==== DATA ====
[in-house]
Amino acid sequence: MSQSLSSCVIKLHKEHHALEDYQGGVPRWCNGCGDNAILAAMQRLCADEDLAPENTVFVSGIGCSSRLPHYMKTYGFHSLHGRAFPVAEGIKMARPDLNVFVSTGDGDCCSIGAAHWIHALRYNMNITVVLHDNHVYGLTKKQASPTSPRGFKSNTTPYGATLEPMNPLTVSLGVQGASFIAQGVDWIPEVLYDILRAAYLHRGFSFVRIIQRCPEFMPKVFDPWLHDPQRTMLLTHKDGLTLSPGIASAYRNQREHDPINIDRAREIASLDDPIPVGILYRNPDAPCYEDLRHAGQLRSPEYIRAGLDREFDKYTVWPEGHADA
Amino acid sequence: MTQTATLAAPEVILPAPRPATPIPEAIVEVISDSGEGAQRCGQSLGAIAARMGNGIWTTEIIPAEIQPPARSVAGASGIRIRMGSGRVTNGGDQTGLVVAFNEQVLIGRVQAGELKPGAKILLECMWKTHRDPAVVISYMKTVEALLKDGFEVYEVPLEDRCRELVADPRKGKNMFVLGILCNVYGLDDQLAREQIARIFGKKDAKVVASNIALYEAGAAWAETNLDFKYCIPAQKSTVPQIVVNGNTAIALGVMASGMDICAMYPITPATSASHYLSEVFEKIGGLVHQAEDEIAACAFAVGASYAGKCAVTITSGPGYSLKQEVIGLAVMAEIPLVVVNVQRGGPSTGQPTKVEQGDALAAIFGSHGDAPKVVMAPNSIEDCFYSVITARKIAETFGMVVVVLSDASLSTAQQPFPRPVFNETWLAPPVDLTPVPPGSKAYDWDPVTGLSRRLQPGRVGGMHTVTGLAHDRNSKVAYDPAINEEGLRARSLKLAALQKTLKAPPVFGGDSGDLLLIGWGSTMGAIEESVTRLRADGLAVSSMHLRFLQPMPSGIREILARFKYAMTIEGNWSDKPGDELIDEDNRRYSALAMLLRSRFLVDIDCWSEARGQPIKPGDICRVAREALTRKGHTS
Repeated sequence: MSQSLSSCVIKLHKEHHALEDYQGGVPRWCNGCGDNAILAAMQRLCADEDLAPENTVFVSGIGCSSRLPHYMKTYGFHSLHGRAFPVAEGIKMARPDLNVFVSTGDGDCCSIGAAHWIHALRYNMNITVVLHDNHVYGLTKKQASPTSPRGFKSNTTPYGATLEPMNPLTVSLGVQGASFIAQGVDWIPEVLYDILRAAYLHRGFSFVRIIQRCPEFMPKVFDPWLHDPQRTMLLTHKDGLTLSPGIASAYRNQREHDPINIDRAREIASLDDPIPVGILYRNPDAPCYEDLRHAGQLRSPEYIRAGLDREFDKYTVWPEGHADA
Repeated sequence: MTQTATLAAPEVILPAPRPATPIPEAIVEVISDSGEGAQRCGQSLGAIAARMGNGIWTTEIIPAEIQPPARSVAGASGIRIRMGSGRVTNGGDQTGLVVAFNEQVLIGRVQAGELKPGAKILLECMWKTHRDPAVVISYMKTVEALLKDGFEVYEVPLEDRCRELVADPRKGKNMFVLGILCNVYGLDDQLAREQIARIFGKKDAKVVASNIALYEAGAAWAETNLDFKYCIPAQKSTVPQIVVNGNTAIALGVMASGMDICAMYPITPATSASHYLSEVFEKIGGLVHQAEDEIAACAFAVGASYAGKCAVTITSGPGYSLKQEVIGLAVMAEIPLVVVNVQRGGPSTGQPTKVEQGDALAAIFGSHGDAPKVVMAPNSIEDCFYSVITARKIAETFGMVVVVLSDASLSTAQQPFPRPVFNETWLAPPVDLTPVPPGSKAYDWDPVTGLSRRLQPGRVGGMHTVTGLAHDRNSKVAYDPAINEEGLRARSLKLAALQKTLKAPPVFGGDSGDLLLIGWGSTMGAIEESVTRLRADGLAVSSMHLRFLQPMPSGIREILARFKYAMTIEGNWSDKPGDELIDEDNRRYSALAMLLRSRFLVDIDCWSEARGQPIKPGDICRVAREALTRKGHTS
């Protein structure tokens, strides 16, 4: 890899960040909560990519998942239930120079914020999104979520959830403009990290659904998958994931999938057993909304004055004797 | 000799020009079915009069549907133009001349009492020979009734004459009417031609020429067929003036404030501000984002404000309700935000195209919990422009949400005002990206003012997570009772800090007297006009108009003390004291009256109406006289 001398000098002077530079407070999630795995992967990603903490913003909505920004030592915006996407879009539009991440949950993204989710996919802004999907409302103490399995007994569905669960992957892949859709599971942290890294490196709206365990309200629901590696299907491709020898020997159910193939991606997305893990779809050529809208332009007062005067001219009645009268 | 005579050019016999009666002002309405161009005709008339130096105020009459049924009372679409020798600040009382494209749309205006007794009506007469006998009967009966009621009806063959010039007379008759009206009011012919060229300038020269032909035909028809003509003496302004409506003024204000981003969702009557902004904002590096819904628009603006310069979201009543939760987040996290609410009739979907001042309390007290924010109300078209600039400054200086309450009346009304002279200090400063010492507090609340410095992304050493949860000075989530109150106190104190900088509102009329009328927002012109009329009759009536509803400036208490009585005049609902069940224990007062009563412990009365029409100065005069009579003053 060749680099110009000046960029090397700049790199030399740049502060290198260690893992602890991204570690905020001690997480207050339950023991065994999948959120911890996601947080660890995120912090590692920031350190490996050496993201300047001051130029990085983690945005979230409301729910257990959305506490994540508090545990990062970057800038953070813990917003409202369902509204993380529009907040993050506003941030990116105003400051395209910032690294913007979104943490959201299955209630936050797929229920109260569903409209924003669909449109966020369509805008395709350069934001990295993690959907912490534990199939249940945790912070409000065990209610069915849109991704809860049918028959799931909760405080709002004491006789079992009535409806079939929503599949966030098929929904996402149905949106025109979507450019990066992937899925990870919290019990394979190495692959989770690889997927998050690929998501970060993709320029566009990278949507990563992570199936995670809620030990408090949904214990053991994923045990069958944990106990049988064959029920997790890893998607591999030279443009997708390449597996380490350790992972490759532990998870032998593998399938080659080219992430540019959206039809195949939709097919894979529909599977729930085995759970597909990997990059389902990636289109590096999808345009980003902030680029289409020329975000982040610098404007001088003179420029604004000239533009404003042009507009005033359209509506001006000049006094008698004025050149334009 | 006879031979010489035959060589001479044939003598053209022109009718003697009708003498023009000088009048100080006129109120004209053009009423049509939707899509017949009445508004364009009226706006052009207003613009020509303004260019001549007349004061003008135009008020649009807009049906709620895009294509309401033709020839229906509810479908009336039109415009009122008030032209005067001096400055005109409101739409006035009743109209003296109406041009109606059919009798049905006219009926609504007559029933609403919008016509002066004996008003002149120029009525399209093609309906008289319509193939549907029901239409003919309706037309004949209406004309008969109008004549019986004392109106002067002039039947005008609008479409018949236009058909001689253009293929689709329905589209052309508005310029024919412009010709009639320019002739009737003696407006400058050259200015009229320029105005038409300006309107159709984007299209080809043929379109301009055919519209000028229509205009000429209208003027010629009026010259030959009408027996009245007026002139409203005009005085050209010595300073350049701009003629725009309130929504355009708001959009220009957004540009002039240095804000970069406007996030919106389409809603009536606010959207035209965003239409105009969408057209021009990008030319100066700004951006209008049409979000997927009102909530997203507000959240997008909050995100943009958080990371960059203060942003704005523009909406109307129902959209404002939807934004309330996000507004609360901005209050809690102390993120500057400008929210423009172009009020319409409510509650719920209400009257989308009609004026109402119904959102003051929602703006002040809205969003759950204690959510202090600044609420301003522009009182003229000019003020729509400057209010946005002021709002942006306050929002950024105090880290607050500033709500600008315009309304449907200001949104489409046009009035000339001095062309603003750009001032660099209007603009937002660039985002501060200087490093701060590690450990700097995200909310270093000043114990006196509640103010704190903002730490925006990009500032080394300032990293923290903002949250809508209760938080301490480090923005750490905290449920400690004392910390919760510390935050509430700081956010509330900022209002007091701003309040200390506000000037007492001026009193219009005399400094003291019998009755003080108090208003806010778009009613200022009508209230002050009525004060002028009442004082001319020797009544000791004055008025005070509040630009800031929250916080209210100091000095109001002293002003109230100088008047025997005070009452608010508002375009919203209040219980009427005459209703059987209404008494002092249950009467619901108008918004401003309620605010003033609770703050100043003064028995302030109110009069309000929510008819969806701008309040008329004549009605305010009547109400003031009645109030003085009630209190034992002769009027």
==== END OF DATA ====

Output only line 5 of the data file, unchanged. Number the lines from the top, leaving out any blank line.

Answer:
Repeated sequence: MTQTATLAAPEVILPAPRPATPIPEAIVEVISDSGEGAQRCGQSLGAIAARMGNGIWTTEIIPAEIQPPARSVAGASGIRIRMGSGRVTNGGDQTGLVVAFNEQVLIGRVQAGELKPGAKILLECMWKTHRDPAVVISYMKTVEALLKDGFEVYEVPLEDRCRELVADPRKGKNMFVLGILCNVYGLDDQLAREQIARIFGKKDAKVVASNIALYEAGAAWAETNLDFKYCIPAQKSTVPQIVVNGNTAIALGVMASGMDICAMYPITPATSASHYLSEVFEKIGGLVHQAEDEIAACAFAVGASYAGKCAVTITSGPGYSLKQEVIGLAVMAEIPLVVVNVQRGGPSTGQPTKVEQGDALAAIFGSHGDAPKVVMAPNSIEDCFYSVITARKIAETFGMVVVVLSDASLSTAQQPFPRPVFNETWLAPPVDLTPVPPGSKAYDWDPVTGLSRRLQPGRVGGMHTVTGLAHDRNSKVAYDPAINEEGLRARSLKLAALQKTLKAPPVFGGDSGDLLLIGWGSTMGAIEESVTRLRADGLAVSSMHLRFLQPMPSGIREILARFKYAMTIEGNWSDKPGDELIDEDNRRYSALAMLLRSRFLVDIDCWSEARGQPIKPGDICRVAREALTRKGHTS